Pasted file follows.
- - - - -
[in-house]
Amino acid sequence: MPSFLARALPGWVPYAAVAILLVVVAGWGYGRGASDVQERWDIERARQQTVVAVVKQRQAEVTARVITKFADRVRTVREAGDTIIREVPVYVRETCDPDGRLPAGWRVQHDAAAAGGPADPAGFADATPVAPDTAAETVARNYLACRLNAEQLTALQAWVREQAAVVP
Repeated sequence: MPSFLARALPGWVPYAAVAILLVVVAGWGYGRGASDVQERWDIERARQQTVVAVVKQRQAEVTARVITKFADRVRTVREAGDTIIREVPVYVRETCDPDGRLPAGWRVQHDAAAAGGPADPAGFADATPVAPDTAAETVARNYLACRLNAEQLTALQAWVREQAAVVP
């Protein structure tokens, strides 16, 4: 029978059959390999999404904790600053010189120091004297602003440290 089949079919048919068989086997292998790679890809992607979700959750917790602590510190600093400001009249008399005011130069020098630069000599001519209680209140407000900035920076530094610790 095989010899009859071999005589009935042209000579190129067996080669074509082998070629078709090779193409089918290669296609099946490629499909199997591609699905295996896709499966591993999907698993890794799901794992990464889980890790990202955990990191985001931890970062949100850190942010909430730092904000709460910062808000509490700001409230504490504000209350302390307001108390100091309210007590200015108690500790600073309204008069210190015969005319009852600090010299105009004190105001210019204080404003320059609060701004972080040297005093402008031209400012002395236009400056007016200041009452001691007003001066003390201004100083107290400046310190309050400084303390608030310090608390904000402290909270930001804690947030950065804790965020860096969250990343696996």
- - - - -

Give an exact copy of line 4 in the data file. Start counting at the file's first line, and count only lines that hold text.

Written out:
């Protein structure tokens, strides 16, 4: 029978059959390999999404904790600053010189120091004297602003440290 089949079919048919068989086997292998790679890809992607979700959750917790602590510190600093400001009249008399005011130069020098630069000599001519209680209140407000900035920076530094610790 095989010899009859071999005589009935042209000579190129067996080669074509082998070629078709090779193409089918290669296609099946490629499909199997591609699905295996896709499966591993999907698993890794799901794992990464889980890790990202955990990191985001931890970062949100850190942010909430730092904000709460910062808000509490700001409230504490504000209350302390307001108390100091309210007590200015108690500790600073309204008069210190015969005319009852600090010299105009004190105001210019204080404003320059609060701004972080040297005093402008031209400012002395236009400056007016200041009452001691007003001066003390201004100083107290400046310190309050400084303390608030310090608390904000402290909270930001804690947030950065804790965020860096969250990343696996």